Compassion and Love

(First posted October 12th, 2011)

Twenty years ago while stopped in traffic in Portland, Oregon’s downtown district, I looked to my left and watched an elderly homeless man stumble from the hold he had on his shopping cart of belongings: He fell to the ground.

In an instant, a man jumped from his truck and assisted the old one to his feet…to the steadying influence of his shopping cart. I wept at such compassion. Traffic began moving. I went on. Did the one coming to the old man’s aid know compassion and love?

The same year, while standing at a triage station in the Emergency Department of a university hospital, I observed something profoundly beautiful. Opposite me, across the station, a woman police officer was walking toward an exit, through the crowded waiting room. In but a moment, from behind her, a man took a running dive, springing from the back of a chair: He flew toward her. (I knew something the man did not: his target possessed a Second Degree Black Belt in the martial art of Teakwondo.)

Not only did this man’s actions arise suddenly, they were nearly silent. While the man was airborne, within a couple of feet of the officer’s shoulders, she, with the elegance of a dancer, albeit it with lightening speed, spiraled to her left and grabbed the man in midair. The police woman’s presence and motion were fierce.

In milliseconds, while directing the man to the floor, the woman changed her state of being to a controlling one engendered with a profoundly palpable presence of compassionate motion. Somehow this woman’s compassion cushioned the man’s body as it struck the floor. It did so more gently than thought possible. With hastened elegance, she constrained the man’s hands and arms, yet her gentle presence of compassion persisted. This was perceptible for all present to experience. Does this woman know compassion and love?

While walking vacant city center streets early one wintery morning, I came upon a homeless man sleeping under a light blanket in the middle of the snow covered sidewalk. I asked myself: “How do I do this? How do I be right with these circumstances?” Gathering up my US Navy issued wool watch cap, pea coat and wool uniforms from their place of storage, I gave them to an encampment of homeless under a bridge near my apartment. A wholly insufficient act. Do I know what compassion and love are?

Recently, a Greek Cypriot friend told me of her last visit to the States: While in Los Angeles, she happened on two plain cloths police officers who, using their batons, had a teenager or young man on the ground, and were beating him. Immediately without hesitation, she shouted “That’s my son! That’s my son!” She charged and tackled the two officers interrupting their actions.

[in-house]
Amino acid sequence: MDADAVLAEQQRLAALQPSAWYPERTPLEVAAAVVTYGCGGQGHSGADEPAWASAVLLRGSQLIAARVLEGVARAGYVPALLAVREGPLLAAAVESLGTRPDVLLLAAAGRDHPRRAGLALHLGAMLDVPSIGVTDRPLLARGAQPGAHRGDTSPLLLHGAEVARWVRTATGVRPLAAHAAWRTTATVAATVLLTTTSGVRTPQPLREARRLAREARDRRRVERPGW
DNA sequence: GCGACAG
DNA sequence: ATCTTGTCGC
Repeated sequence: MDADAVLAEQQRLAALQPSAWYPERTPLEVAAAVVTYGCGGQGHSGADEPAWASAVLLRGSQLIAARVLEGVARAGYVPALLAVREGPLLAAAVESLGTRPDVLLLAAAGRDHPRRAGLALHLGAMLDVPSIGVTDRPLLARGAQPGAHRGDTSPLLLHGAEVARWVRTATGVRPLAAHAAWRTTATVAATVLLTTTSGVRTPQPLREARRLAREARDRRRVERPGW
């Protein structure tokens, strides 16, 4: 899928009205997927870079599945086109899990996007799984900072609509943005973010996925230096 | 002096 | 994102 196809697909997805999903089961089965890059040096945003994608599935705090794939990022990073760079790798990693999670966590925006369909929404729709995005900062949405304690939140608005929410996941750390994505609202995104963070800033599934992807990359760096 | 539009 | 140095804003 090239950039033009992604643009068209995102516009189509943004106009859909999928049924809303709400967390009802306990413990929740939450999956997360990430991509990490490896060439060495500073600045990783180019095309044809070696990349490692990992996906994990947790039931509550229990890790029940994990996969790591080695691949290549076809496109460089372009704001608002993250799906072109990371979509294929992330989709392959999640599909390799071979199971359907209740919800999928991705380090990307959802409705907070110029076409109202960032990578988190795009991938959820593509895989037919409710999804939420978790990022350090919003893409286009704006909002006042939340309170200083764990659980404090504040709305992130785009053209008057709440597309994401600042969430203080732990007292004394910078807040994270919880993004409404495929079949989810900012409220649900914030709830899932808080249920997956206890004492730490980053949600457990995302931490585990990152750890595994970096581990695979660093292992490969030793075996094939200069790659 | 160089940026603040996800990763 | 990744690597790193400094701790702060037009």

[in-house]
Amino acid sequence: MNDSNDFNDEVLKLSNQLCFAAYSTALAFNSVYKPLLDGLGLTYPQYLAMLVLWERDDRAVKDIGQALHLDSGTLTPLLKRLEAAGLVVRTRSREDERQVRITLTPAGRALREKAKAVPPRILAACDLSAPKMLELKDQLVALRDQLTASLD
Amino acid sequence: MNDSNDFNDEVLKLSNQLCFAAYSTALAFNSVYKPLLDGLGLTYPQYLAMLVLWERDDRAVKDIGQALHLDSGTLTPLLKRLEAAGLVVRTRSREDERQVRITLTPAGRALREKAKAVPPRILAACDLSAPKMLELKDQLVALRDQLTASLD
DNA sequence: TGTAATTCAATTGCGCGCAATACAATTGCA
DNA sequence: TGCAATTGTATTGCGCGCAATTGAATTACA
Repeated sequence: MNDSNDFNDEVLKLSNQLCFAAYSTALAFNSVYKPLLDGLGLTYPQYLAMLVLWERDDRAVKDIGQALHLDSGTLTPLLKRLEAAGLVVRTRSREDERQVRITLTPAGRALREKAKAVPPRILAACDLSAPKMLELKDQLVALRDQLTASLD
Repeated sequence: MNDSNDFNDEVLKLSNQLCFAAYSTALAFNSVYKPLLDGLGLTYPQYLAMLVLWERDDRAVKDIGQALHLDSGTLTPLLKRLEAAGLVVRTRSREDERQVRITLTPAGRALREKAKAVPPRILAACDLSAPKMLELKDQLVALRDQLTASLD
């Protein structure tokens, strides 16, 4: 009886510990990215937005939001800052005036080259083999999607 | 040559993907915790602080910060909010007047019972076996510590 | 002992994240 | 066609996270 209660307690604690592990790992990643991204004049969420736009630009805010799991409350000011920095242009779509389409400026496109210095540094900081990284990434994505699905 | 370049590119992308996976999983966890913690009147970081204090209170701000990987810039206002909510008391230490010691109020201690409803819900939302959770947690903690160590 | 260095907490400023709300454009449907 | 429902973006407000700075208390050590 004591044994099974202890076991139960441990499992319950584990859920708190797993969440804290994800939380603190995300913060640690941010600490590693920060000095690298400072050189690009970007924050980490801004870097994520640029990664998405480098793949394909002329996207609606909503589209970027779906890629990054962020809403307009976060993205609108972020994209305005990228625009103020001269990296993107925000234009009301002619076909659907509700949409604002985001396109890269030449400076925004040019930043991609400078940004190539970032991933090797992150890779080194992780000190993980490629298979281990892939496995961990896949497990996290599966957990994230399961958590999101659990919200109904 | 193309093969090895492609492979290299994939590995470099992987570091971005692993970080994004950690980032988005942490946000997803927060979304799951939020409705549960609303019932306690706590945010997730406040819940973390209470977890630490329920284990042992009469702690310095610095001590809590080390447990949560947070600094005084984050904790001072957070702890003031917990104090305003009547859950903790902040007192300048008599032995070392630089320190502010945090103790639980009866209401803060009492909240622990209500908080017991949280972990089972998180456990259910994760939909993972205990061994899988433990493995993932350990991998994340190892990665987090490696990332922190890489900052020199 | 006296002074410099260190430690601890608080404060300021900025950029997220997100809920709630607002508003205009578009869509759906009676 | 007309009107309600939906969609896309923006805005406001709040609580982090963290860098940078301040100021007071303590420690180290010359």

She was arrested, placed in a holding cell overnight and arraigned the following morning. The judge asked her to explain herself. She stated: “I am a mother! Mothers do not allow children to be hurt!” My friend’s visa was terminated and she was enjoined from entering the States for ten years. Do you suppose my friend knows what compassion and love are?

I contend those of us listing compassion and love as two qualities of our character are deceiving ourselves. We know who we are. We are the ones espousing the new age dribble of political correctness whether in our attire, the cars we drive, our dietary preference, the language patterns we utter, the popular places we buy from, the restaurants we enjoy and the coffee venders we patronize. We work hard at keeping our looking good looking good.

The feelings accompanying the momentary tears we allow to fall during the infrequent and brief moments that we open our hearts are NOT expressions of compassion! What we are feeling instead is the grief arising from absences of our own self-compassion and self-love. In these moments we are experiencing mourning. We are mourning our failure to love ourselves. We are grieving that we are living out another’s idea of who we are. We are mourning the reality that we have squandered our promise.

You want a life? You want to change your experience and expression? You want to love yourself? You want to be self-compassionate? Let go of the falsities you cling to. Let go of your self deceptions. Let go of your stories. Begin doing what is important to you. Begin being the decent being you are. The movements in the Arab world, the movements in Britain, in Wisconsin, on Wall Street are not political acts! They are instead the wise motion of claiming the life that is your own. A claiming of human decency. The movement into the integrity of the human heart! Love and compassion are movements of intent, attention and your genuine right action.

Rise up within yourself. Say enough to falsity! Say enough to your pretense of impotence. Act in ways to bring your promise to the fore! This my friend is our charge! This my friend is the time!

Modeling another will further your movement into your personal empowerment! Personal power, self-love and self-compassion ensue from being moved into the integrity of expressing your promise. Candidates to model: Hafiz, Rumi, Mother Teresa, Mohandas K. Gandhi, Martin Luther King, Jr., Bobby Kennedy, Joseph Campbell, William Stafford, and Nelson Mandela.

Want more contemporary people? Consider: Katrina vanden Heuvel, Michael Moore, Noam Chomsky, Tomas Transtromer, Tom Robbins, Ellen Johnson Sirleaf, Leyah Gbowee, Tawakkul Karman, J. K. Rowling, Elizabeth Gilbert, Caroline Kennedy, Lezley Hazelton, Christopher Alexander, Mary Oliver.

How about these people? Mozart; Haydn; Beethoven; Louis Armstrong; Beatles; John Denver; Leonard Cohen; Woody Guthrie; Tom Waits; Bob Dylan; John Lenin; Simon and Garfunkel.

The world awaits the expression of your gifted greatness. It is this expression that will further change everything!

Please leave comments reminding me of others for us to model!